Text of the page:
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Language, Altruism and Docility: How Cultural Learning Can Favour Language Evolution

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5 Author(s)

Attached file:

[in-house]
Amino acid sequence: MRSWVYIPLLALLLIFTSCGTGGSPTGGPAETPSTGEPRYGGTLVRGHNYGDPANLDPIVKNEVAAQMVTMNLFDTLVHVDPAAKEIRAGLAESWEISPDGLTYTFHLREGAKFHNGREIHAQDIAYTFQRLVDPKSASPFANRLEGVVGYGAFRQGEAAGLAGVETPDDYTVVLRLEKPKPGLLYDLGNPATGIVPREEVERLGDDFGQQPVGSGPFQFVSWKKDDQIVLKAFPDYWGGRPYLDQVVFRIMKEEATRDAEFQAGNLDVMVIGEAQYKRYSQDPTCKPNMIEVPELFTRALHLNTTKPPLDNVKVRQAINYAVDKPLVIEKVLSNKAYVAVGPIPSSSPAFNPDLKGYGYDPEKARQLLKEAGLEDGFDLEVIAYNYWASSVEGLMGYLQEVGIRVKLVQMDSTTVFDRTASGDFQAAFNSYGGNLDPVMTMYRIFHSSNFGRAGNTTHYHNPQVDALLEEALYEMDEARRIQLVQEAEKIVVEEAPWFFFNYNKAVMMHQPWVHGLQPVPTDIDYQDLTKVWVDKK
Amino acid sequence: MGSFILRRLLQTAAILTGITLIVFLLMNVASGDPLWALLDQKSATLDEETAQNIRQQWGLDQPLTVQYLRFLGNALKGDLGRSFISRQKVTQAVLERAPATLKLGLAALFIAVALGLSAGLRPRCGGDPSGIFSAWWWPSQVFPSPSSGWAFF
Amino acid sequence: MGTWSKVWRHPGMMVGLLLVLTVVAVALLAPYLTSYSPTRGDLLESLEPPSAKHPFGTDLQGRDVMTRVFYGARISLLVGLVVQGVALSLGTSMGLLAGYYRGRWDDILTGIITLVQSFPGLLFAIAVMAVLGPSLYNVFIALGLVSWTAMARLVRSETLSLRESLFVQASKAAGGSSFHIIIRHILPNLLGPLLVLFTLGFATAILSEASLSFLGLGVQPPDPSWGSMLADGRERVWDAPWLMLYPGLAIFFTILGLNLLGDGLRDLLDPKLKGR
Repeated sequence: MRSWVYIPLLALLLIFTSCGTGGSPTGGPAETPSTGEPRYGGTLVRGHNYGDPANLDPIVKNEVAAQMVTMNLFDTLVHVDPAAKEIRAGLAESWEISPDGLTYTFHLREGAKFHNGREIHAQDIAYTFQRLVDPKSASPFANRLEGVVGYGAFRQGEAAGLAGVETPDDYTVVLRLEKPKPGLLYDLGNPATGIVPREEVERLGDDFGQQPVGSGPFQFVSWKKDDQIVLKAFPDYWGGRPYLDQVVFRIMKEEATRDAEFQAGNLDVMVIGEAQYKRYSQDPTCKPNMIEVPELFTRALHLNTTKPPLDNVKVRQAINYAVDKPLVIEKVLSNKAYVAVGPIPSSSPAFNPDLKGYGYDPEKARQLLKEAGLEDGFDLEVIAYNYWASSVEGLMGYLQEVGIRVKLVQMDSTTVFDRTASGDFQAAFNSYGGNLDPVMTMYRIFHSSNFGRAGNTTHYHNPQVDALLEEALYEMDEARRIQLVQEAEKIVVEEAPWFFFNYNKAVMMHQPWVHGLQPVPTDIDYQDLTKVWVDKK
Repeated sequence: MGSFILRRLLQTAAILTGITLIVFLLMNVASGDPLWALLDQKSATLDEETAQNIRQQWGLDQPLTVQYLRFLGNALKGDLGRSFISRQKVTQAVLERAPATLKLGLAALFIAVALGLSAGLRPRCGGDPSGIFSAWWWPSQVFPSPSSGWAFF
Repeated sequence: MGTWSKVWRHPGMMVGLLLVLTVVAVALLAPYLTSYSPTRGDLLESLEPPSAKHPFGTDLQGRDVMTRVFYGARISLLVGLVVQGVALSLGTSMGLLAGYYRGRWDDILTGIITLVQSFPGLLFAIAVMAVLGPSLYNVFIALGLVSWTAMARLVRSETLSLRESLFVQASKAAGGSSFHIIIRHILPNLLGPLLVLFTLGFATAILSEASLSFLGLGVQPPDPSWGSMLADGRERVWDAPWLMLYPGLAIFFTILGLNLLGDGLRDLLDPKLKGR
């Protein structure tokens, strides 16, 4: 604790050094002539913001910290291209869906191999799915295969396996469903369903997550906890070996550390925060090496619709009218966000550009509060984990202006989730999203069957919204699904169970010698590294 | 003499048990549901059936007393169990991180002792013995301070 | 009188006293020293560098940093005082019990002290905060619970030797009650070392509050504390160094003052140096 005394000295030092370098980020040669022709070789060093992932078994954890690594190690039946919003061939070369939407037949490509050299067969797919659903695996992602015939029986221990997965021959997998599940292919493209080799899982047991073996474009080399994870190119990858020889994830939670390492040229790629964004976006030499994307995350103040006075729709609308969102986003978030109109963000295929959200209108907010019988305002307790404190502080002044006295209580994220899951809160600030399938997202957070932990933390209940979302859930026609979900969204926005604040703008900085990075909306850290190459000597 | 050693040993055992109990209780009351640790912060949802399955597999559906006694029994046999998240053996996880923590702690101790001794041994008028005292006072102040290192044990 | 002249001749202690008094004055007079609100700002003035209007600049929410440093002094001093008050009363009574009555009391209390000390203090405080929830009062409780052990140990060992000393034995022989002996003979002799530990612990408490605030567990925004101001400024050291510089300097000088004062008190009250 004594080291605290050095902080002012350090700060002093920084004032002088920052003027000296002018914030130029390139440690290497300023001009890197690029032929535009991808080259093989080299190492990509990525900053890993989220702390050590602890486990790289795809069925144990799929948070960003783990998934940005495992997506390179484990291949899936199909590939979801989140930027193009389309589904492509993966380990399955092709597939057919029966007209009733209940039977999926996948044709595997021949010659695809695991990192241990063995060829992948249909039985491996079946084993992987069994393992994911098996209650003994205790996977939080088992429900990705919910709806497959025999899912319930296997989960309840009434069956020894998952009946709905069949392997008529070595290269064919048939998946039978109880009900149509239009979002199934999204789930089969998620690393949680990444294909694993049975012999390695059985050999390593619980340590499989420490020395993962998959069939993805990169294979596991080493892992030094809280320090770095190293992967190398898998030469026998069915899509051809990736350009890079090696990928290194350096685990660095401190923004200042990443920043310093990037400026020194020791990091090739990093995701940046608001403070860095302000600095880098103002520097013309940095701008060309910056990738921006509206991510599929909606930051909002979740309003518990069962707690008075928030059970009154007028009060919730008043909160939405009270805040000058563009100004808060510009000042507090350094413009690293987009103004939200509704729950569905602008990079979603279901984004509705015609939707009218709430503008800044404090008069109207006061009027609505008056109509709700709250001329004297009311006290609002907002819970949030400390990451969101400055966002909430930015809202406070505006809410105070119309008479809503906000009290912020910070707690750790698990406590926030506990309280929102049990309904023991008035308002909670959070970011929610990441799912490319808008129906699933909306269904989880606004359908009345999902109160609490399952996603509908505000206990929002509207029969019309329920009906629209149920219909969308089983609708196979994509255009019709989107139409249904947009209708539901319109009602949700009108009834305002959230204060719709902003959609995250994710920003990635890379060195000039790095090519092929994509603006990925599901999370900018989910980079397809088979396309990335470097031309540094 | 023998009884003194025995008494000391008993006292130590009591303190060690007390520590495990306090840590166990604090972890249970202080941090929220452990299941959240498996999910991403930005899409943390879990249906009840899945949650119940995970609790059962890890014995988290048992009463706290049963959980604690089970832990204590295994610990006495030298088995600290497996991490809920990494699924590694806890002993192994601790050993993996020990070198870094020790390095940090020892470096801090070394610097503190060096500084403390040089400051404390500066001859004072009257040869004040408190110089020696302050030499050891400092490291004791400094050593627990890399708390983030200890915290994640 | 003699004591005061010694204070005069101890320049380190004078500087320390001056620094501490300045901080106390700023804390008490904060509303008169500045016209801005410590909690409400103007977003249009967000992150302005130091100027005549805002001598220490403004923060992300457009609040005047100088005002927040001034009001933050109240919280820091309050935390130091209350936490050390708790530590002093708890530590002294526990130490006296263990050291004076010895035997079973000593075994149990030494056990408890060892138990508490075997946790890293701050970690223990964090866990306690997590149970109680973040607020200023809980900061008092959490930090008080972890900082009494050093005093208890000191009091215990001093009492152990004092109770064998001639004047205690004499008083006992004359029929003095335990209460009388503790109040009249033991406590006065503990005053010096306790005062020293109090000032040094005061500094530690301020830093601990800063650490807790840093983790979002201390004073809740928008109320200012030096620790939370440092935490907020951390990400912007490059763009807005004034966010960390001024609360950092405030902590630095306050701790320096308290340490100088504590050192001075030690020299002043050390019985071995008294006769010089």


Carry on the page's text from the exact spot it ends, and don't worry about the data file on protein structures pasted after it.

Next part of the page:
Human language serves a number of different functions, one of the most prominent being communicating about relevant features of the environment. From the point of view of the speaker, if the communicated information is advantageous for the hearer but not for the speaker, this is an altruistic use of language, and, as such, it requires an explanation of its evolution. Simon 1990 proposed an explanation of altruism in humans based on the genetically inherited ‘docility’ of our species. In this paper we present artificial life simulations that apply Simon's ideas to the problem of the emergence of the altruistic use of language described above. From the point of view of evolutionary theory, the present work represents the first attempt to test Simon's ‘docility’ theory of altruism with agent-based computer simulations. From the point of view of language evolution, our simulations give an original explanation of (the altruistic aspect of) human language based on one of its most peculiar characteristic, namely, the fact that it is culturally transmitted.

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